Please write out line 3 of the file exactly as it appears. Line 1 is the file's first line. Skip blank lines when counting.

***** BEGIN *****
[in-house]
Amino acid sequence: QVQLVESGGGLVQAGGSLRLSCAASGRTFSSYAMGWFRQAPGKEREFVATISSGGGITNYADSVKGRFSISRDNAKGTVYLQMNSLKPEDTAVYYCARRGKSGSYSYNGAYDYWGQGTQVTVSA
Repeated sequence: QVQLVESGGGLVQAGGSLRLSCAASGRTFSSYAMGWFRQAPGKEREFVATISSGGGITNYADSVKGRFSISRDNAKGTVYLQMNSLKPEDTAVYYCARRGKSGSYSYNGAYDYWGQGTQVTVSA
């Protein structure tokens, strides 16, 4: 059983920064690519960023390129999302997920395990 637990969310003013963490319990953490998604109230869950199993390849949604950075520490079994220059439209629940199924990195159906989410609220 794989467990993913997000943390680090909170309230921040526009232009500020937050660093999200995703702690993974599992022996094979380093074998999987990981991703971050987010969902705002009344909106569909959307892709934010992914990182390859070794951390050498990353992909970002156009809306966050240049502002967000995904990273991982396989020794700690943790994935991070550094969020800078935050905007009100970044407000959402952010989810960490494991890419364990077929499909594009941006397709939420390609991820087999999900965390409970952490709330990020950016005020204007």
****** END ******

Repeated sequence: QVQLVESGGGLVQAGGSLRLSCAASGRTFSSYAMGWFRQAPGKEREFVATISSGGGITNYADSVKGRFSISRDNAKGTVYLQMNSLKPEDTAVYYCARRGKSGSYSYNGAYDYWGQGTQVTVSA